New and Noteworthy in SiteWhere Community Edition 1.1.0

//New and Noteworthy in SiteWhere Community Edition 1.1.0

New and Noteworthy in SiteWhere Community Edition 1.1.0

The main focus of the SiteWhere 1.1.0 release is to improve usability of the SiteWhere asset management subsystem. It also addresses quite a few bugs and requested improvements in other areas of the system.

New Server Runtime Status Page

The home page for the administrative console application is now a server status page. You can quickly find which version and edition of SiteWhere is running in addition to other information about the operating system and JVM. More information will be added to the page in future releases.

Manage Assets in the Administrative Console

Previous versions of SiteWhere only supported asset modules loaded from XML files or from external asset management products. While this worked for most users, it was not ideal because assets were not editable from the administrative console interface. SiteWhere 1.1.0 changes the default behavior to store assets in the datastore along with all of the other SiteWhere data. There is still the option of using XML files and external asset management solutions if needed.

In the administrative console interface, there is a new Assets tab which contains the new features. This leads to an Asset Categories page which allows categories of assets to be created. SiteWhere separates assets into four types:

  • People – Person assets contain information such as name, username, and email address.
  • Places – Location assets contain information such as latitude, longitude, and elevation.
  • Things – Hardware assets contain information such as product name, description, and SKU.
  • Devices – Device assets are a special class of hardware assets that can be used for device specifications.

Each asset category contains assets of one of the above types. Users can add any number of asset categories, then add any number of assets per category. At startup, SiteWhere creates an asset module for each category in addition to the asset modules already configured using XML files or asset management systems. Asset modules can be reloaded at runtime using the asset management REST services.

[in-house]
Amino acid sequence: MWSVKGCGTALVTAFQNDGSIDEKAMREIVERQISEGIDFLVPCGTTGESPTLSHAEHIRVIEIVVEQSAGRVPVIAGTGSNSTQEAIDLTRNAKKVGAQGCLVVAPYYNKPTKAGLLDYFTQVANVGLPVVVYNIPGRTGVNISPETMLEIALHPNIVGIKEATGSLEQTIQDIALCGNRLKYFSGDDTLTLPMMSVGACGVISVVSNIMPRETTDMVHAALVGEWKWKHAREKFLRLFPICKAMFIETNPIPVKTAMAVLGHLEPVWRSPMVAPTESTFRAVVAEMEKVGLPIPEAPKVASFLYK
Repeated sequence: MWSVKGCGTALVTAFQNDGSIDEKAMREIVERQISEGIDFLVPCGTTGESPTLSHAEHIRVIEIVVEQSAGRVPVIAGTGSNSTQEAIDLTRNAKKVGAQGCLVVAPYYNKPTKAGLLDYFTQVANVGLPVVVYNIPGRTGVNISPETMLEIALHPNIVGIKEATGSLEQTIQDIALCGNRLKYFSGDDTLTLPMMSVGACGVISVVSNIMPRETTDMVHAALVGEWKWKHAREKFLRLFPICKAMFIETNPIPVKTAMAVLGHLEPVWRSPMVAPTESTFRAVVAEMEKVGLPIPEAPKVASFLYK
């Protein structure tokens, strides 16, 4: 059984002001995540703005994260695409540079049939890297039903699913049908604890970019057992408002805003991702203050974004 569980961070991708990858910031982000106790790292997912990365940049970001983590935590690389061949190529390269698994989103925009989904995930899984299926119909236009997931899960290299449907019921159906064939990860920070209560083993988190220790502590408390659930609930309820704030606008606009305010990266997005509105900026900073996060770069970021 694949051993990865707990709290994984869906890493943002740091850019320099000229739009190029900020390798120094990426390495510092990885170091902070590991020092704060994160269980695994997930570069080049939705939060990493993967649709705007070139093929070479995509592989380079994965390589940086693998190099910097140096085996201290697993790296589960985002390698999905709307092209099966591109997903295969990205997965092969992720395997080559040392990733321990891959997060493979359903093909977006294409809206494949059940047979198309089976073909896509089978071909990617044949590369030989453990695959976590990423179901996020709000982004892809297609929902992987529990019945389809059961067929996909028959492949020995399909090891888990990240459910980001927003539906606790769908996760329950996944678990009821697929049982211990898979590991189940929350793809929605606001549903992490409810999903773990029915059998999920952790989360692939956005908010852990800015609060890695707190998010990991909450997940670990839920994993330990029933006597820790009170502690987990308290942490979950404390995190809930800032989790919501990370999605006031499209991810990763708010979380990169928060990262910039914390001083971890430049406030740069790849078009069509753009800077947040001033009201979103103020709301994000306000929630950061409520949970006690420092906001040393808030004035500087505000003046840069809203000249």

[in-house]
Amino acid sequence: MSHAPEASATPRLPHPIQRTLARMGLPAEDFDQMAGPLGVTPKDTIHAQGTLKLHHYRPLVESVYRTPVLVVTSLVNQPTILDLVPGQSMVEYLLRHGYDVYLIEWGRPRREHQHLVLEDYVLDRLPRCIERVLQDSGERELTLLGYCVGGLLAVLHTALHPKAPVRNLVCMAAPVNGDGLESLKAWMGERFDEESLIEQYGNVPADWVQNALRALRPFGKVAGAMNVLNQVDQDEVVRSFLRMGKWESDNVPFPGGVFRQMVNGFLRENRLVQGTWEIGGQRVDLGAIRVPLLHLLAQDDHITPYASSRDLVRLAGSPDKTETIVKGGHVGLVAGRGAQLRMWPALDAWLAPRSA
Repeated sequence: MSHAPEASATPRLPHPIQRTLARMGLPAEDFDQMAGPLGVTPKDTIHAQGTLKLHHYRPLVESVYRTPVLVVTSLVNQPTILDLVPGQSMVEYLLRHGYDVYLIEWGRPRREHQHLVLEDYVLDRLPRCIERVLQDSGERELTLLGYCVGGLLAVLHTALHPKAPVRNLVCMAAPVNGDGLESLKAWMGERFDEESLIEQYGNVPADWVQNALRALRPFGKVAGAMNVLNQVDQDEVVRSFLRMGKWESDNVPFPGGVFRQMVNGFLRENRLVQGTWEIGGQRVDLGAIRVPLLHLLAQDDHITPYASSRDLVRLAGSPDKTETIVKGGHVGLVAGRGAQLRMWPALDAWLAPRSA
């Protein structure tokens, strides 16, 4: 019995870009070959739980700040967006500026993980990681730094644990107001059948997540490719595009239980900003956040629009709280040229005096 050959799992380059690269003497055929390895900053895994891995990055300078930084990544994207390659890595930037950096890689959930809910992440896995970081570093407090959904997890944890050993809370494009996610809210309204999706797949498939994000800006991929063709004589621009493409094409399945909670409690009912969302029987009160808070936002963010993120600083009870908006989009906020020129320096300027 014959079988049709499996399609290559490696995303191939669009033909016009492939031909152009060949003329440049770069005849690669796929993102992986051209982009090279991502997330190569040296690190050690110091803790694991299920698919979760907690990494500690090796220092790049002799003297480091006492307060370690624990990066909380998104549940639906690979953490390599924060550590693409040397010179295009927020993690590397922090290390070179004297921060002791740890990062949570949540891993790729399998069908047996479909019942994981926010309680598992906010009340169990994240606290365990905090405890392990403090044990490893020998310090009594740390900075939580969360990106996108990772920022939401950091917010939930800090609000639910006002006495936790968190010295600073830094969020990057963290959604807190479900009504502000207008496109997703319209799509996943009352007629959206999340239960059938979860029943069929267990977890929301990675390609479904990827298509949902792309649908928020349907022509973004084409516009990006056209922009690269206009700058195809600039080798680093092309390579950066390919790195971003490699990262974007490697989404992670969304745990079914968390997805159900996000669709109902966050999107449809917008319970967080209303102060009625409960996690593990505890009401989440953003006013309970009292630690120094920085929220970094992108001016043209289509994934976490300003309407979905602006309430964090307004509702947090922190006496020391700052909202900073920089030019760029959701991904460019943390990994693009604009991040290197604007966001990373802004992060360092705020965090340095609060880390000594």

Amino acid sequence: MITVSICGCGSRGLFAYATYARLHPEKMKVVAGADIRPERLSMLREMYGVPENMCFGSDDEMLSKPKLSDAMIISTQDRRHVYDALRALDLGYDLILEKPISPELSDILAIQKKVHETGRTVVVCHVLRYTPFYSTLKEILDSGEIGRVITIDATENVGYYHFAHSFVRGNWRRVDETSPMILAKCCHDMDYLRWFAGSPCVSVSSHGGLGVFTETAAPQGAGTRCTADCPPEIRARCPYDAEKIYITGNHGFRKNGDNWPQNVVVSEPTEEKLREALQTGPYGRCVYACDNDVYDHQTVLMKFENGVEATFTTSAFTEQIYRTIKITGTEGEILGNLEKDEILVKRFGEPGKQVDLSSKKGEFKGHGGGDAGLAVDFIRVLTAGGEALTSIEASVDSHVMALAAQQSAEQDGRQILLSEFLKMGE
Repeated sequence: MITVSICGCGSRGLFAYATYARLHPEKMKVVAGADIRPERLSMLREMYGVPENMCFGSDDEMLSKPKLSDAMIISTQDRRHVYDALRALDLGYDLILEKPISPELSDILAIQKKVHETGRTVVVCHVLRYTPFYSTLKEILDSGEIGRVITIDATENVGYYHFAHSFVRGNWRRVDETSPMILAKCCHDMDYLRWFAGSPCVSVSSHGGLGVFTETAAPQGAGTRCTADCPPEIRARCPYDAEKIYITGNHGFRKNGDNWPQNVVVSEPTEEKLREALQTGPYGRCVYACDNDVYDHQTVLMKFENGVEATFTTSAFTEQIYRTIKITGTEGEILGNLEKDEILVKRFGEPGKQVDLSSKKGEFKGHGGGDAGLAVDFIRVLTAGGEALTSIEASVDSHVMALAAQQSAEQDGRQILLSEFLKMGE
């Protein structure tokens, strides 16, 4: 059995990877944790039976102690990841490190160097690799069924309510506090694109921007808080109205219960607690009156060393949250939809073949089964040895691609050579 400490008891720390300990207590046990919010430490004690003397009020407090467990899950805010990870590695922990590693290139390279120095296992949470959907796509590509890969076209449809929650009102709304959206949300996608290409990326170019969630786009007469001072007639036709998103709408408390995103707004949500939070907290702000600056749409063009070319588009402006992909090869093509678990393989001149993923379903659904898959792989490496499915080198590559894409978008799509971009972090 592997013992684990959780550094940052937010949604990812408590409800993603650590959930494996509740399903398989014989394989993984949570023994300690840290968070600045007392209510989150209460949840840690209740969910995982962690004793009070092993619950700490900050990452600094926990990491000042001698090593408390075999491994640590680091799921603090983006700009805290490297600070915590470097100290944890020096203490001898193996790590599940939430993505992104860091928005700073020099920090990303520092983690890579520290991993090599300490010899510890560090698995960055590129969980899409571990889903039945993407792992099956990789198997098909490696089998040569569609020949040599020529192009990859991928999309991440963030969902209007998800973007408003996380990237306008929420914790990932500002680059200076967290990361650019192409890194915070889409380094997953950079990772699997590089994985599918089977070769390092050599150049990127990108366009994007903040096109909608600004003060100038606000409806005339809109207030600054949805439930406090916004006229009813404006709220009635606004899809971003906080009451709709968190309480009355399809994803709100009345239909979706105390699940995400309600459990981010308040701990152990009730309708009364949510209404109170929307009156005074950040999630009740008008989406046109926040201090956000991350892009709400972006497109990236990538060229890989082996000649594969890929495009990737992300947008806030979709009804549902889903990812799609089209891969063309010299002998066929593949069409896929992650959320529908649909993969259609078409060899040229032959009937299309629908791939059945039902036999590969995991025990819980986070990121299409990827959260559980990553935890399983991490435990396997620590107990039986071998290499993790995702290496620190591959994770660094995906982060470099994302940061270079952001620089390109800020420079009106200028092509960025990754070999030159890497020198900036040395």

Better Support for WSO2 Identity Server

SiteWhere has supported WSO2 Identity Server as an identity management provider since before 1.0, but the module had not been updated to be configurable via the Spring XML schema. SiteWhere 1.1.0 adds Spring XML schema support and a number of new configuration options to make integration easier. A WSO2 Identity Server asset module can be configured by adding the following to the SiteWhere configuration:


  <!-- Loads assets from WSO2 Identity Server -->

  <sw:wso2-identity-asset-module moduleid="wso2" scimusersurl="https://wso2is:9443/wso2/scim/Users" username="admin" password="admin" ignorebadcertificate="true">



Once configured, the WSO2 asset module will load all of the assets on startup via the SCIM protocol. If more assets are added via the WSO2 user interface, you will need to call the asset management refresh REST service. For more information about the configuration options, take a look at the documentation.

New Asset Search Options

A new REST method has been added to support queries of all assignments associated with a given asset. This can be used to get a list of devices currently associated, or to provide a history of all previous assignments for the asset. The new method is useful in applications that are more asset-centric rather than device-centric.

Multitenancy on the Way!

The SiteWhere 1.2.0 release will focus on making SiteWhere a truly multitenant system. New management features will be added to allow for the creation of tenants and the association of one or more tenants to each system user account. Each tenant will have its own SiteWhere “engine” that can configured meet its system requirements. This allows tenant isolation at the processing level.

From a data perspective, each tenant will have separate data storage with no intermingling of data. When using MongoDB as the datastore, each tenant uses a separate database. For an HBase datastore, each tenant will have their own group of tables. The administrative console will change to allow editing of data for a single tenant at a time. When a user logs in, they choose which tenant to interact with based on the list they are authorized to access.


The SiteWhere Team

By | 2017-10-17T22:04:13-04:00 August 1st, 2015|Developer Blog|0 Comments